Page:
If a single column supporting a roof frame stands apart from a vertical wall dividing a rectangular parallelepiped, nothing happens. However, if the top of the dividing wall is tilted, something does. Meaning is produced, along with spatial relationships appearing front and back of that tilted wall – Architecture. All of me starts from this work. 

Well done Mr. Asai!

Architecture Misfit #28: Harold Krantz

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Abraham Harold Krantz
[1906 – 1999]

  • 1906: Born in Adelaide, Australia, to Russian Jewish parents
  • 1926: Qualified as an architect and worked for Woods, Bagot, Jory & Laybourne-Smith
  • 1927: Moved to Perth to work for Oldham, Boas & Ednie-Brown
  • 1929: Registered as an architect

1929 was not a great year to start a career. It was the beginning of The Great Depression that was to last until 1939. For the first two years Krantz ran a poster studio with John Oldham, son of his earlier boss John Oldham Snr. He and Oldham were able to make a living producing lino cut poster prints, many for the Australian Communist Party of which Oldham was a member. Krantz was to later recall how running this business made him look for ways of getting the cost down without spoiling the quality.  Krantz’s first designs for buildings were simple ones aiming at cost efficiency. They had to be if they were to have any chance of being built.

“It had to be as functional as possible with no frills, no decoration, the use of colour and materials, good planning, no waste of space, no passages and no breaks and funny shapes. The objective was to study every element in the building from the skirting, from the foundations, up to the top of the roof. Is there a better way of doing it for the same money, or a better job for less, or just as good a job for less money?”

Even as a reminiscence, this is amazing for the late thirties. These next two projects from 1936 are catalogued by Australian National University as Oldham’s but signed by Krantz. The automobiles won’t have been realistic for mid-Depression Australia so these are probably speculative designs, or possibly the research that architects typically turn to in lean times. For Australia, these buildings proposed a new way of living. They weren’t trying to be houses. In the one on the left, the grade is being used for car parking and the absence of gardens compensated for by the roof terrace.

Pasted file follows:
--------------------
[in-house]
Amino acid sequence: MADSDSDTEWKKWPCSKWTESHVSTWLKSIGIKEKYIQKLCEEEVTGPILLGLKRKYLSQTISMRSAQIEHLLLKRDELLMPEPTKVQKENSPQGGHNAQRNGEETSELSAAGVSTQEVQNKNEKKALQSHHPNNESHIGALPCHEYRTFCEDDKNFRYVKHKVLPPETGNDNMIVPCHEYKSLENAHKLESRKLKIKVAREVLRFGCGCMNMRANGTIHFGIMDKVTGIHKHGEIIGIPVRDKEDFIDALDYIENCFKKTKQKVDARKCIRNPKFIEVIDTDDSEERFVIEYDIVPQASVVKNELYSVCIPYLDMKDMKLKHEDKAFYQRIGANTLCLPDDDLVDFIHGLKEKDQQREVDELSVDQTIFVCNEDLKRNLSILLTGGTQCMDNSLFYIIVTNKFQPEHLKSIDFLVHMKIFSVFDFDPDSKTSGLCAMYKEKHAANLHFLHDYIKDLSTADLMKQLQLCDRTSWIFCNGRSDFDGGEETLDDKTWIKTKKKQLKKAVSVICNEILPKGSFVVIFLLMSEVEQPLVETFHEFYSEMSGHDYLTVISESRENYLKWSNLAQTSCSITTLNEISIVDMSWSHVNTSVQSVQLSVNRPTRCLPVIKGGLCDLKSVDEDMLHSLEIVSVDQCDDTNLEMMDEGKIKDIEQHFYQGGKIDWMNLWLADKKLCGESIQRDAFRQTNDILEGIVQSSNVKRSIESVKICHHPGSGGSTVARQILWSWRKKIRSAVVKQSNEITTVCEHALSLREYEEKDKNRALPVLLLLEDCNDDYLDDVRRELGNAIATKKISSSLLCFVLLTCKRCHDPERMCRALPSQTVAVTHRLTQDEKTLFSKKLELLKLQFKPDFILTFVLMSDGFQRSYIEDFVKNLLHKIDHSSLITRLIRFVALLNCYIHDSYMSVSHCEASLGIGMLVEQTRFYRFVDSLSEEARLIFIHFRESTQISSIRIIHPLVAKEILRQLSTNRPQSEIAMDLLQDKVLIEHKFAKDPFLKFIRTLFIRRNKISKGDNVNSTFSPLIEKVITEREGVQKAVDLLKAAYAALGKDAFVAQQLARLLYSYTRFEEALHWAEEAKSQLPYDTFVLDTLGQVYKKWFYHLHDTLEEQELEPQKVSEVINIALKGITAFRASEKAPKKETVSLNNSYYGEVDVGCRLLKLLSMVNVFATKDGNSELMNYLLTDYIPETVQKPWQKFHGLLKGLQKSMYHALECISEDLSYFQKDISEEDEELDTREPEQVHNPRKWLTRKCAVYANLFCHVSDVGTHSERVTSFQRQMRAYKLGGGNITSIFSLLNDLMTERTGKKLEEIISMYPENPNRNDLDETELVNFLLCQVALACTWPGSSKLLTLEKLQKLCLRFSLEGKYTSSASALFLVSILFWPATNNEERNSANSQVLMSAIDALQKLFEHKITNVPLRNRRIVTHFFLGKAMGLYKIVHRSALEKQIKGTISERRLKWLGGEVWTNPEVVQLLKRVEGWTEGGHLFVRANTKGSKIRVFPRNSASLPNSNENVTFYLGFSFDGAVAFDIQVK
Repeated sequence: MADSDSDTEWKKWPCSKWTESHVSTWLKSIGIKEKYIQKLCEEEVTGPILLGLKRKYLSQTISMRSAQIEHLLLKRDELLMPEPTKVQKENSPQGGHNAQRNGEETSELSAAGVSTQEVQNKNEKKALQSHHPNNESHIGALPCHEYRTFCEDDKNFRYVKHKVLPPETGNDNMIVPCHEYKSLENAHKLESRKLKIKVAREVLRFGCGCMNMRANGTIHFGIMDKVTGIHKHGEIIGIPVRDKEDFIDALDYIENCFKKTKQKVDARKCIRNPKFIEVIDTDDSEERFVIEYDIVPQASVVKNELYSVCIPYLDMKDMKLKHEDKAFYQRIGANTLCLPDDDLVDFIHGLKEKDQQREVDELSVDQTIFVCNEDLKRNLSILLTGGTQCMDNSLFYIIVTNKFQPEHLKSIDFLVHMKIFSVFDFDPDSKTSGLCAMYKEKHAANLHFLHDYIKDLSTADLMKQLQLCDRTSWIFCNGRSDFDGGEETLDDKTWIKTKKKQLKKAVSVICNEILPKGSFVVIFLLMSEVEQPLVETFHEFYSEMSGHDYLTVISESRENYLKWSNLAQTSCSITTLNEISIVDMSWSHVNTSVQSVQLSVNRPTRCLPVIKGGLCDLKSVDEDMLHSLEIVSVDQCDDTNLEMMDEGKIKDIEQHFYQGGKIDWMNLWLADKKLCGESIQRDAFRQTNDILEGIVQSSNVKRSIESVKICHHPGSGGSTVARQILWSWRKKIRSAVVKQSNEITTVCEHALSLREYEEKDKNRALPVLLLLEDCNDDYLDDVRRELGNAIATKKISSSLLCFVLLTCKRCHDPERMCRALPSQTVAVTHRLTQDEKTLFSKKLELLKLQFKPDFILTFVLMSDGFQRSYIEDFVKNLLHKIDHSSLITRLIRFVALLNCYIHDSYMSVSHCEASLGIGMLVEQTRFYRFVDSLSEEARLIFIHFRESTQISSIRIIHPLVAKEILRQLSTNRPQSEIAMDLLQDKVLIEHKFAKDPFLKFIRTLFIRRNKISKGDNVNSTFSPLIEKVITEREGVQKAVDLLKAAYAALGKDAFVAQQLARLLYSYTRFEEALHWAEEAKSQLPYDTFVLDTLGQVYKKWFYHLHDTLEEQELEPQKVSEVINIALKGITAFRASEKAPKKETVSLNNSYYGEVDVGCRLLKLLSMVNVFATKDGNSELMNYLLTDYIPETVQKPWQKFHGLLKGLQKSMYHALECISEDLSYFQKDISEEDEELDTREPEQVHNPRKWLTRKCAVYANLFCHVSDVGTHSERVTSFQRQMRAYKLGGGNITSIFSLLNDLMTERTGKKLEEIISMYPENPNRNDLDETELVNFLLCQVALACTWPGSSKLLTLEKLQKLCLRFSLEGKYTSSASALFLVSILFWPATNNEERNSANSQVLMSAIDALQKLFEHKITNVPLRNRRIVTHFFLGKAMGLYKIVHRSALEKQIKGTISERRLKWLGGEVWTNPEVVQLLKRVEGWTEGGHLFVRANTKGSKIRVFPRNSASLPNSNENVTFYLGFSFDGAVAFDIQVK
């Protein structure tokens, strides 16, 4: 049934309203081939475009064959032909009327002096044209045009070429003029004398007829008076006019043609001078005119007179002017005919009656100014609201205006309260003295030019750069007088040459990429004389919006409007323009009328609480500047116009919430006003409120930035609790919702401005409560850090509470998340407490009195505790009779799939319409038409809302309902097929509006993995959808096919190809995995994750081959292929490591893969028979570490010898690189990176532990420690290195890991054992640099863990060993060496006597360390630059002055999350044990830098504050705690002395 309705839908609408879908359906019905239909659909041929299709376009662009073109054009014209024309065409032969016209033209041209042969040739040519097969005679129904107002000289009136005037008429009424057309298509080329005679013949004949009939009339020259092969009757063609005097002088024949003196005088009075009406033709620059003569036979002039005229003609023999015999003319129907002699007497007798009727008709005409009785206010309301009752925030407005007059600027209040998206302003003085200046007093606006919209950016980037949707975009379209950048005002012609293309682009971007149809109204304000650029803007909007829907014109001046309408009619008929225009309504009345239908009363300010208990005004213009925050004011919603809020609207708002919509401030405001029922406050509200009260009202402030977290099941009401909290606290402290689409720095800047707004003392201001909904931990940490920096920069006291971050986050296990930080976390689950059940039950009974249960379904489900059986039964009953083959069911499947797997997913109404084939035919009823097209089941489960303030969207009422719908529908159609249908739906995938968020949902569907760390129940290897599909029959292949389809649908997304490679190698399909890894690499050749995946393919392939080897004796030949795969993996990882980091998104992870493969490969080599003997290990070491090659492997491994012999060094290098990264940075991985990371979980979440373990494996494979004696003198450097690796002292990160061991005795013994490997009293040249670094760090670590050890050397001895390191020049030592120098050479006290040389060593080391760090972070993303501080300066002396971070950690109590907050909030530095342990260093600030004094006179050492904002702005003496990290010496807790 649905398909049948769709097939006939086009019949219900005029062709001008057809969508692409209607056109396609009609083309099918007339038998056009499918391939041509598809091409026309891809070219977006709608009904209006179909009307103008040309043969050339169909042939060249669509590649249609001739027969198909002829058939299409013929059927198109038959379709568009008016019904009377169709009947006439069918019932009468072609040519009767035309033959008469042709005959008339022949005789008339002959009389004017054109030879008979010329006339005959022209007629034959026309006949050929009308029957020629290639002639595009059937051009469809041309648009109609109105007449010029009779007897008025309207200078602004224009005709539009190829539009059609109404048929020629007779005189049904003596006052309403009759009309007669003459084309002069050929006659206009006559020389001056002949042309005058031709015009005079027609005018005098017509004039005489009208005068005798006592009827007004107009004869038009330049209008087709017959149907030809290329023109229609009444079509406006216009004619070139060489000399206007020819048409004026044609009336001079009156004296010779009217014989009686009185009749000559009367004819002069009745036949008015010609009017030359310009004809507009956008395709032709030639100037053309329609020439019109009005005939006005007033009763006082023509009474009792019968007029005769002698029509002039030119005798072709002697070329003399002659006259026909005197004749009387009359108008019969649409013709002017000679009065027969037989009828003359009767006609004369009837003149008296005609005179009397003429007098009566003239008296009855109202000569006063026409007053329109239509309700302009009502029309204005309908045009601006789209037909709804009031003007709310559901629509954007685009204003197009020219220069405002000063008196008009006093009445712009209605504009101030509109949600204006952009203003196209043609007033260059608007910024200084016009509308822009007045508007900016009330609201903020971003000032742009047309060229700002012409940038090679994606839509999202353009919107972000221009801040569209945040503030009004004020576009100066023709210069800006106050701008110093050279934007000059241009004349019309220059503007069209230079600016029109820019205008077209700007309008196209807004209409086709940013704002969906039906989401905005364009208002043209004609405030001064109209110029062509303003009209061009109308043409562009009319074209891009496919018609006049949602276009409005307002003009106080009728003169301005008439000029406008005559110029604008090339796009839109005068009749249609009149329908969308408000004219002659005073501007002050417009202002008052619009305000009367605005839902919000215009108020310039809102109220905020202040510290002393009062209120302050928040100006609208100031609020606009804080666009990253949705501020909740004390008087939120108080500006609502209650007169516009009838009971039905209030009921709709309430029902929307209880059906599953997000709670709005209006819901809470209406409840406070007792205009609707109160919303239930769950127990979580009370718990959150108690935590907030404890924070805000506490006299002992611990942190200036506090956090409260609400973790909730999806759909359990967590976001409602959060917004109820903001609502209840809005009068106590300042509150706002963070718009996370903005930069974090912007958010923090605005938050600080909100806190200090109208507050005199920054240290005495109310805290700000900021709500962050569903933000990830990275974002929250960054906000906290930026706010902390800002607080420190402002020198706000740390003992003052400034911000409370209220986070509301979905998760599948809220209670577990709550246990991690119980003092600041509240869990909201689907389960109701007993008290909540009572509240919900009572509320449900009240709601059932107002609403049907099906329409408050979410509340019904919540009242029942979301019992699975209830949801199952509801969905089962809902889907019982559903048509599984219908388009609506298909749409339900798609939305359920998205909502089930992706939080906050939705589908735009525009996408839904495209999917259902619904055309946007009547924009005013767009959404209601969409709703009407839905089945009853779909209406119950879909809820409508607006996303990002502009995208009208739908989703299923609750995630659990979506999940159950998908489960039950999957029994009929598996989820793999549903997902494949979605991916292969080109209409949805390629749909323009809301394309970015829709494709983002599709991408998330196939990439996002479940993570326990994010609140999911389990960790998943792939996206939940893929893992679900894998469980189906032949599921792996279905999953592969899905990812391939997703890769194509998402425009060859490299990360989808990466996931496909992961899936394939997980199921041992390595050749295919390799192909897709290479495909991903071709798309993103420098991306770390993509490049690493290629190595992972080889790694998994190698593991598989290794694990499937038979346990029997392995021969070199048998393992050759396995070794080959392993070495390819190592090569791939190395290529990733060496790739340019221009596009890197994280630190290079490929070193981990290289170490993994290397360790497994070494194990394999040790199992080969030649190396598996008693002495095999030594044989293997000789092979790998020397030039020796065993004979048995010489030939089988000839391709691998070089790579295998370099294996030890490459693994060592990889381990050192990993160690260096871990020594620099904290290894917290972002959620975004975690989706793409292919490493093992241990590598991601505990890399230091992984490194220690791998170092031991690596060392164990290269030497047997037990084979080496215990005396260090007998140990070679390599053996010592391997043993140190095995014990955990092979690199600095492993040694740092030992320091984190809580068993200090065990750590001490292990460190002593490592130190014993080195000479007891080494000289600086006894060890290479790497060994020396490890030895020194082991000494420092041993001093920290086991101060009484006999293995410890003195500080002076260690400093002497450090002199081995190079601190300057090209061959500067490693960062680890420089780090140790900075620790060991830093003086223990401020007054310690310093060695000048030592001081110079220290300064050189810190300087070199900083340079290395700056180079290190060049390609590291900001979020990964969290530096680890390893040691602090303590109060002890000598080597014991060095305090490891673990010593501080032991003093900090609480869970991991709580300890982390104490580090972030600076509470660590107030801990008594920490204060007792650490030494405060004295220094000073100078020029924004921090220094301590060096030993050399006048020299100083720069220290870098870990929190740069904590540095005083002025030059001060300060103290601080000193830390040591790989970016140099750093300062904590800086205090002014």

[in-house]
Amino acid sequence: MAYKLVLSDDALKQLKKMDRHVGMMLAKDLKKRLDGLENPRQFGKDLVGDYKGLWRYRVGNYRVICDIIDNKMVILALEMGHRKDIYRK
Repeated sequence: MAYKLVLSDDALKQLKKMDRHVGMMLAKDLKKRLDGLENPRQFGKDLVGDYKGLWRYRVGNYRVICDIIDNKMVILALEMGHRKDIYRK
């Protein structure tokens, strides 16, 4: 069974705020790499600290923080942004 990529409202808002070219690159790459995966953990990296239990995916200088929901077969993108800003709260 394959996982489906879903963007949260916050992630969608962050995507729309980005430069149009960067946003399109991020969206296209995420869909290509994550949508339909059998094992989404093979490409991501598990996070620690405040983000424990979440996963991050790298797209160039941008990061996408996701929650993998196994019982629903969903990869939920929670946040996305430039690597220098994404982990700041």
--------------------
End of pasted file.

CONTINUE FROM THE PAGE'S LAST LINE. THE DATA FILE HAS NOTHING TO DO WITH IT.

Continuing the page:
The hope for better times isn’t being displayed as architectural excess. The symmetry about the entrance suggests minimal internal circulation with two apartments per landing. Even when times were better, Krantz was still never one to waste building volume.

It’s not surprising that some of Krantz’s first built projects were for small multiple-occupation dwellings in the wealthier parts of Perth towards the end of The Depression.

‘Melleray’ Flats, 1938
Corner Winthrop Ave and Hardy Road, Hollywood, Perth

“Coronel’ Flats, Harold Krantz, 1938
Corner Fairway and Clark Street, Nedlands 

The four flats give the illusion of a large house by the asymmetrical front elevation and by having the entrances on the sides. [It’s odd to think that between 1974 and 1978 I spent most of my daylight hours and a fair share of the nightime ones within 200 metres of this building.]